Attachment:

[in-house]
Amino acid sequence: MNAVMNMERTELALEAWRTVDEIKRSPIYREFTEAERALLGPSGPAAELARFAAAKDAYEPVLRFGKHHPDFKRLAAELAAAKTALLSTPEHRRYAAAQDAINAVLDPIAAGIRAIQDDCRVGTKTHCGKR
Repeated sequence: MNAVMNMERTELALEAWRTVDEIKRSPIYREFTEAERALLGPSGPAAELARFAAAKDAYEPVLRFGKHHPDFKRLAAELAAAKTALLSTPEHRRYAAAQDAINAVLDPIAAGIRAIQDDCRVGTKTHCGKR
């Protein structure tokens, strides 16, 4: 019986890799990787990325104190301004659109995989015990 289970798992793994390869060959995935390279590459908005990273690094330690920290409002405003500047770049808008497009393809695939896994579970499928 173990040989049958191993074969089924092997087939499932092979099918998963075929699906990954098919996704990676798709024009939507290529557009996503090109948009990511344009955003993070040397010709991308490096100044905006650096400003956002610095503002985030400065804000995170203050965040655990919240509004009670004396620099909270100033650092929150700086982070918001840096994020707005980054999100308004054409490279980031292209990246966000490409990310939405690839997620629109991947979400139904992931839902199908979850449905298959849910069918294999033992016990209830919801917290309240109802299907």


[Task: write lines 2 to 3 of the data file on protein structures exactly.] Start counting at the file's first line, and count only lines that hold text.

Amino acid sequence: MNAVMNMERTELALEAWRTVDEIKRSPIYREFTEAERALLGPSGPAAELARFAAAKDAYEPVLRFGKHHPDFKRLAAELAAAKTALLSTPEHRRYAAAQDAINAVLDPIAAGIRAIQDDCRVGTKTHCGKR
Repeated sequence: MNAVMNMERTELALEAWRTVDEIKRSPIYREFTEAERALLGPSGPAAELARFAAAKDAYEPVLRFGKHHPDFKRLAAELAAAKTALLSTPEHRRYAAAQDAINAVLDPIAAGIRAIQDDCRVGTKTHCGKR